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ACCPAC International, Inc., Customer Support, Santa Rosa, CA; Notice of Negative Determination on Reconsideration

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Information about this document as published in the Federal Register.

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By letter of August 19, 2005, a petitioner requested administrative reconsideration of the Department of Labor's Notice of Negative Determination Regarding Eligibility to Apply for Worker Adjustment Assistance, applicable to workers of ACCPAC International, Inc., Customer Support, Santa Rosa, California. The denial notice was signed on June 24, 2005, and published in the Federal Register on July 20, 2005 (70 FR 41793).

The investigation revealed that the petitioning workers of this firm or subdivision do not produce an article within the meaning of Section 222 of the Act.

The petitioner contends that the Department erred in its interpretation of work performed at the subject facility as a service and further conveys that the workers of the subject firm supported the production of the software during the pre-production phases. The petitioner further conveys that the software was recorded on CD media or floppy diskettes for further distribution to customers.

A company official was contacted for clarification in regard to the nature of the work performed at the subject facility. The official stated the workers of the subject firm provided development, marketing, sales, professional services, administrative, training and technical support of the ACCPAC software. The technical support representatives of the subject firm provided post-sale technical assistance, troubleshooting and training via telephone to ACCPAC customers and business partners. In addition, the workers of the subject firm provided some support to software development prior to its release on gold CDs. However, the physical gold CDs are not sold to customers, but rather represent a master copy of the software, which in its turn is sent for mass-production to an independent non-affiliated party vendor for further duplication on CD-ROMs, floppy diskettes or paper. The official supported the information previously provided by the subject firm that software created at the subject facility is not mass-produced on any media device by the subject firm for further duplication and distribution to Start Printed Page 68094customers and that there are no products manufactured within the subject firm.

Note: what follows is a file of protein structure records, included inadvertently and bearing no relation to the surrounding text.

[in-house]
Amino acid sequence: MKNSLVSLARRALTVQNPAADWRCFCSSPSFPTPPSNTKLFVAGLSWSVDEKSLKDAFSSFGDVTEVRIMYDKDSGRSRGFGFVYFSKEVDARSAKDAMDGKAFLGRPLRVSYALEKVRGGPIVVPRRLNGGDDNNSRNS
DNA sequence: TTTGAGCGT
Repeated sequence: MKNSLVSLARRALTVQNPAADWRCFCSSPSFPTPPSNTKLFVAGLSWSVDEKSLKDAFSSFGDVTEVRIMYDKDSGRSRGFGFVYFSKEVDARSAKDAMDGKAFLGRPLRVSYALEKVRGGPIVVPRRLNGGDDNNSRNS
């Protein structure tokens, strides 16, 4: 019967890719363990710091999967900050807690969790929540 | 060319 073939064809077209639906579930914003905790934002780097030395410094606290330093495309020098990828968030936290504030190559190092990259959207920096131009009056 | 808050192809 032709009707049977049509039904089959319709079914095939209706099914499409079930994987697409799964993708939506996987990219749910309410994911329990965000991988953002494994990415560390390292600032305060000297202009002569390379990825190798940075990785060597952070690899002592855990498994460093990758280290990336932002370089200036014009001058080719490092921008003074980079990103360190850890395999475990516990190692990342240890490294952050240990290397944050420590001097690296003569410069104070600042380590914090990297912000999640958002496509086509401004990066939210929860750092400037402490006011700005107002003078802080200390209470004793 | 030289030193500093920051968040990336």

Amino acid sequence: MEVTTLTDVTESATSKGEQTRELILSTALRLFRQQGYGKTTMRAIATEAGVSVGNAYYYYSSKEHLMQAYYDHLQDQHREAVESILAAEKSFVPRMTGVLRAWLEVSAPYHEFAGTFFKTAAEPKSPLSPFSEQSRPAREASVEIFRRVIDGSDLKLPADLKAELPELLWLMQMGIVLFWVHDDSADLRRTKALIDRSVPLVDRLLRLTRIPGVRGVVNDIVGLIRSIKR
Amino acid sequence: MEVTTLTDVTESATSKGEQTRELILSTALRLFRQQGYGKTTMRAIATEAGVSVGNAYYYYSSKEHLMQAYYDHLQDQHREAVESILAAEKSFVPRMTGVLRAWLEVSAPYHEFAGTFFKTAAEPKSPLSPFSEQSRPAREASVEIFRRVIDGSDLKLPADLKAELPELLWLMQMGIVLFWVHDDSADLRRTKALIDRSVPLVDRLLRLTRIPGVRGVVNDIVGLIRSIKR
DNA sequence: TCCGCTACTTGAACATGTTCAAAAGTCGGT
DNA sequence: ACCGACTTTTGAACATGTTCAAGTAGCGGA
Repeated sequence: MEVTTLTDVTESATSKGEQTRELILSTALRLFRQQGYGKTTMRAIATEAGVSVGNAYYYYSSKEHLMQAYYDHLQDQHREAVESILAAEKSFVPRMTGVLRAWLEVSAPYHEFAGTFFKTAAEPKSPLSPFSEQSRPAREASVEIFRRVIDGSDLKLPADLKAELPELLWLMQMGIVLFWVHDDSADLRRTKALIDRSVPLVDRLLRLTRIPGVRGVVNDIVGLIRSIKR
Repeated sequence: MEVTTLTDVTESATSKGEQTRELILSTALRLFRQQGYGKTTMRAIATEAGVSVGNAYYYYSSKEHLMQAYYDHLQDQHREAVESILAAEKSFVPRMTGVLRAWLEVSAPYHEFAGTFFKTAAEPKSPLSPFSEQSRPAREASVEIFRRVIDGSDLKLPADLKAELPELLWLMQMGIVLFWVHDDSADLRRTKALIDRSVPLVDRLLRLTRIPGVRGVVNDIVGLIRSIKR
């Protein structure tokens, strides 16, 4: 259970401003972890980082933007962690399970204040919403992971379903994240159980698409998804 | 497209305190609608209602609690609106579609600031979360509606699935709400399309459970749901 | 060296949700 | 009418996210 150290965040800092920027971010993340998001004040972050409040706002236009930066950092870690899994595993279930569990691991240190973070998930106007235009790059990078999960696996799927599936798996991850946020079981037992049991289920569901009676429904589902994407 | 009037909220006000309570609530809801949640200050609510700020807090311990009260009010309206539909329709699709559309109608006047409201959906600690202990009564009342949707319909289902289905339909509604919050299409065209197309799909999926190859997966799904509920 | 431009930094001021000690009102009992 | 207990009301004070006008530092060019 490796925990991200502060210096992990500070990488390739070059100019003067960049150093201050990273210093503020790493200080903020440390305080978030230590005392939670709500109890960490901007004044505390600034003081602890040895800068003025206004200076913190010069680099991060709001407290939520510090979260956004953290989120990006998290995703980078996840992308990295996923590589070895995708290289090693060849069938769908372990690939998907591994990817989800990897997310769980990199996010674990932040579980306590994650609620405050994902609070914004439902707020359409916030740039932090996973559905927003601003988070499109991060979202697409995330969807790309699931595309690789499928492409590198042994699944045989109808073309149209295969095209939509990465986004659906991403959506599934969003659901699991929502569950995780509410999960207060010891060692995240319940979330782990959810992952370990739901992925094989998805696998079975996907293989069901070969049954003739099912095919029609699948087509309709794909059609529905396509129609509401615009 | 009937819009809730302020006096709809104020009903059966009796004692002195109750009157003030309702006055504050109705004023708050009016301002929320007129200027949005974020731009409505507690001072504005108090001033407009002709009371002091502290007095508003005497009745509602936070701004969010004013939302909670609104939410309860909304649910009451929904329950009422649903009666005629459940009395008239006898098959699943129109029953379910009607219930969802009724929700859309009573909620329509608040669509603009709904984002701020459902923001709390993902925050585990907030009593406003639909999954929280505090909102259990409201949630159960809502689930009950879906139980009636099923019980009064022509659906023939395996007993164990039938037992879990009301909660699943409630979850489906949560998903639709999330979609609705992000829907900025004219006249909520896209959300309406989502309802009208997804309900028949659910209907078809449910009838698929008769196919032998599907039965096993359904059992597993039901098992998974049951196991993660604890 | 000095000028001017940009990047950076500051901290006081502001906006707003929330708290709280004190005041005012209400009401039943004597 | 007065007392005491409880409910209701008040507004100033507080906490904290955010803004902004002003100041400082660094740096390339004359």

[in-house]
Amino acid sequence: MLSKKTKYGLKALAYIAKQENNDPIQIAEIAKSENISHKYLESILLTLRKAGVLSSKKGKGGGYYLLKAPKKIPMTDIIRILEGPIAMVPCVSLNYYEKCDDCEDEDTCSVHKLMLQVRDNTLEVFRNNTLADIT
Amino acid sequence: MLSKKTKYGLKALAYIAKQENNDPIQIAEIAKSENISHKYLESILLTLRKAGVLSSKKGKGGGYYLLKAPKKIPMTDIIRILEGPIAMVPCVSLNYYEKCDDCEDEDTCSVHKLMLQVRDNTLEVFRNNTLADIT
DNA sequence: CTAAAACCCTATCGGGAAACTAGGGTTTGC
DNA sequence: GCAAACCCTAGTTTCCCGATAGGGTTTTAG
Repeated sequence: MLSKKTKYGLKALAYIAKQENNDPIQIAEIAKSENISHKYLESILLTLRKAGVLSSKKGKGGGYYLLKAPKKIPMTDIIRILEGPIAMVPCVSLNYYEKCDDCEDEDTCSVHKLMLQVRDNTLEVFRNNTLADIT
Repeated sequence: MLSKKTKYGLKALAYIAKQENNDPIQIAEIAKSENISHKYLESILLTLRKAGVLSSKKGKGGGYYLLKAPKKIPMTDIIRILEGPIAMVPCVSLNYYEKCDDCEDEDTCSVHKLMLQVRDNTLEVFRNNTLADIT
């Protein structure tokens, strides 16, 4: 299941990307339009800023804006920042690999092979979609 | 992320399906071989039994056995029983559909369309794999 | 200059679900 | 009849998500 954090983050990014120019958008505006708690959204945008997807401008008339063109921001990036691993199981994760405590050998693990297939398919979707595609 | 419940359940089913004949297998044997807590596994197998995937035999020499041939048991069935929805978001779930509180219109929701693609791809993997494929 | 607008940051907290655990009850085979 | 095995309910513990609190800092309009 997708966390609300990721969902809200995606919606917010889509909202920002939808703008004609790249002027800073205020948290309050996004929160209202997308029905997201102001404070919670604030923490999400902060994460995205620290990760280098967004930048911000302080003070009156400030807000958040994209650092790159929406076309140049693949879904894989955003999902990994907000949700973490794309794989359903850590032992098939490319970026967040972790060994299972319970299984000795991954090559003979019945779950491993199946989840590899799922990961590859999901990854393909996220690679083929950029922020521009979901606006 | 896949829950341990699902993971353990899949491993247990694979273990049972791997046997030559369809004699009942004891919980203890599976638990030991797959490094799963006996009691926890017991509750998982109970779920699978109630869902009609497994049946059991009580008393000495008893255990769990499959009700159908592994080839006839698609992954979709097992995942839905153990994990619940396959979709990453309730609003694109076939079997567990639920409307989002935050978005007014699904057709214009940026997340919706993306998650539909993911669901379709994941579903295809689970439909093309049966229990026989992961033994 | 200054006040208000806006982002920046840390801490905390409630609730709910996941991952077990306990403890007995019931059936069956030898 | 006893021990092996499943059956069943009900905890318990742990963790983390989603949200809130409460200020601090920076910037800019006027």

The sophistication of the work involved is not an issue in ascertaining whether the petitioning workers are eligible for trade adjustment assistance, but rather only whether they produced an article within the meaning of section 222 of the Trade Act of 1974.

Technical writing, design, programming, testing and technical assistance of the software is not considered production of an article within the meaning of Section 222 of the Trade Act. Petitioning workers do not produce an “article” within the meaning of the Trade Act of 1974. Information electronic databases, technical documentation and codes, are not tangible commodities, and they are not listed on the Harmonized Tariff Schedule of the United States (HTS), as classified by the United States International Trade Commission (USITC), Office of Tariff Affairs and Trade Agreements, which describes articles imported to the United States.

To be listed in the HTS, an article would be subject to a duty on the tariff schedule and have a value that makes it marketable, fungible and interchangeable for commercial purposes. Although a wide variety of tangible products are described as articles and characterized as dutiable in the HTS, informational products that could historically be sent in letter form and that can currently be electronically transmitted are not listed in the HTS. Such products are not the type of products that customs officials inspect and that the TAA program was generally designed to address.

The investigation on reconsideration supported the findings of the primary investigation that the petitioning group of workers does not produce an article. Furthermore, workers of the subject firm did not support production of an article at any affiliated facility.

The petitioner further alleges that because workers lost their jobs due to a transfer of job functions to Canada, petitioning workers should be considered import impacted.

The company official stated that the positions of six technical support representatives were moved to a Canadian office as a result of the closure of the subject firm.

Technical support of informational documentation that is electronically transmitted is not considered production within the context of TAA eligibility requirements. Further, as software and technical documentation do not become products until they are recorded on media device, there was no shift in production of an “article” abroad within the meaning of the Trade Act of 1974.

Service workers can be certified only if worker separations are caused by a reduced demand for their services from a parent or controlling firm or subdivision whose workers produce an article domestically who meet the eligibility requirements, or if the group of workers are leased workers who perform their duties on-site at a facility that meet the eligibility requirements.


After reconsideration, I affirm the original notice of negative determination of eligibility to apply for worker adjustment assistance for workers and former workers of ACCPAC International, Inc., Customer Support, Santa Rosa, California.

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Signed at Washington, DC this 21st day of October, 2005.

Elliott S. Kushner,

Certifying Officer, Division of Trade Adjustment Assistance.

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[FR Doc. 05-22323 Filed 11-8-05; 8:45 am]